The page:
While saying this may qualify as heresy among dedicated autowriters, there are great numbers of car buyers out there who care nothing about how quickly a car can make it through an autocross course, or the difference between pushrod and OHC engine, or least of all, whether the writer has their own helmet, fire suit and SCCA license.
Tom-Tom rants, raves, rambles and ruminations are volunteered and express the opinions of the writer. Autowriters.Com invites readers to submit a tom-tom. Your reward: a byline and an audience of your peers. All submissions are acknowledged, queued and used at the editor’s discretion.
Keith Griffin’s reviews of new cars and articles about the automotive industry have appeared in national publications like AutoExec magazine and leading regional publications like The Boston Globe and The Improper Bostonian. His automotive writing regularly appears in Hartford Magazine, AutoExec Magazine, Stonebridge Press Newspapers and Life Newspapers among others. He is also a regular guest on local radio stations to explain automotive issues and has done research for a major new car website. Keith belongs to both the International and New England Motor Press Associations and is founder of the Internet Car & Truck of the Year awards.
Since creating the Internet Car and Truck of the Year awards in early 2009 I have more closely followed the automotive blogging community. In those 18 months I have come to the following conclusions: there’s a lot of talent out there, mystery revolves around what makes one blogger more important than another, and bloggers need to come together as a group to professionalize what we do.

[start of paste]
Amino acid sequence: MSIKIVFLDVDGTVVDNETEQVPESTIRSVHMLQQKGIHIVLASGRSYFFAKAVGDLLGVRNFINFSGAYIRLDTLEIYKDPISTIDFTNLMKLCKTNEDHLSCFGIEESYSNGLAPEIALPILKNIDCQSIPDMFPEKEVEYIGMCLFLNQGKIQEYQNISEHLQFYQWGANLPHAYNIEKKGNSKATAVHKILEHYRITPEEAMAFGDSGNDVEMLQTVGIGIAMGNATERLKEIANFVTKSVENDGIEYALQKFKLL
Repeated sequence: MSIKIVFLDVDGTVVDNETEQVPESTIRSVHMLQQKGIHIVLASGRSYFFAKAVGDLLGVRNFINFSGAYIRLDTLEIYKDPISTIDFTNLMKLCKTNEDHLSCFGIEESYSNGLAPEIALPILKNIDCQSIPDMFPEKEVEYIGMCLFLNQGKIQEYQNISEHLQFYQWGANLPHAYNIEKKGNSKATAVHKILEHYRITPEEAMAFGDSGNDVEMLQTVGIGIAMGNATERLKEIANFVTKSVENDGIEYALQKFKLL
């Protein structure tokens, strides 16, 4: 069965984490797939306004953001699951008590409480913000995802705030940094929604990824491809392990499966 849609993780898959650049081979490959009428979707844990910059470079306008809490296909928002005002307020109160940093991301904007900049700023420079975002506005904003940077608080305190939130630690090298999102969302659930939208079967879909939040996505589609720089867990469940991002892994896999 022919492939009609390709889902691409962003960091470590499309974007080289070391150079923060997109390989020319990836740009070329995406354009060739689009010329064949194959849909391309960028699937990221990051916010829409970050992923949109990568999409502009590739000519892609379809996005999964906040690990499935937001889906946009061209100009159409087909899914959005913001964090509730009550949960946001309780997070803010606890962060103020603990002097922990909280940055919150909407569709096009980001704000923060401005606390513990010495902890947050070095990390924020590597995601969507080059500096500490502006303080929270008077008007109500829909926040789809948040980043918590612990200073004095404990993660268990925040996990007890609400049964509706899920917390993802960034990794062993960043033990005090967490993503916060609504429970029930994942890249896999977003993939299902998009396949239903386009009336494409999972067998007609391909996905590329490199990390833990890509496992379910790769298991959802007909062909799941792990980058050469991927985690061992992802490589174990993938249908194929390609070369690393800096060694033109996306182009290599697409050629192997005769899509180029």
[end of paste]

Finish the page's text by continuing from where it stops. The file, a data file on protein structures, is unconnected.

One part of the Internet Car and Truck of the Year awards is the Internet Automotive Writing Competition. Open to anybody who writes about automobiles on the Internet, last year’s inaugural contest attracted scores of entries, including some from manufacturer reps who maintain a company blog.
I took an important message away from judging the entries (along with others) and my increased interest in automotive bloggers. Not all writers are twenty-something gearheads with no formal education clacking away one finger at a time in their mothers’ basements. There are talented bloggers on the web with engaging, intelligent writing styles. Names that come to mind include Alex Nunez from Autoblog, Jason Fogelson from About.com, Lyndon Conrad Bell of Sports Car Monitor (who won for a piece written at Examiner.com of all places – the horrors!), Jil McIntosh from Canada, and most things written by Jonny Lieberman, even if he has defected back to the Dark Ages of print.
Actually, bringing up Lieberman reminds me of something else. Good Internet writers can work on both sides of the fence but print scribes struggle when trying to handle the intricacies of search engine optimization, good linking, and other things. Print journalists will sputter in their coffee but there is a science to Internet automotive writing.
Now anyone can start a publishing company at virtually zero cost. However, the chances of making a lot of money are still slim. Perhaps these content mills are currently a better way for new writers to get started – at least they make some money.
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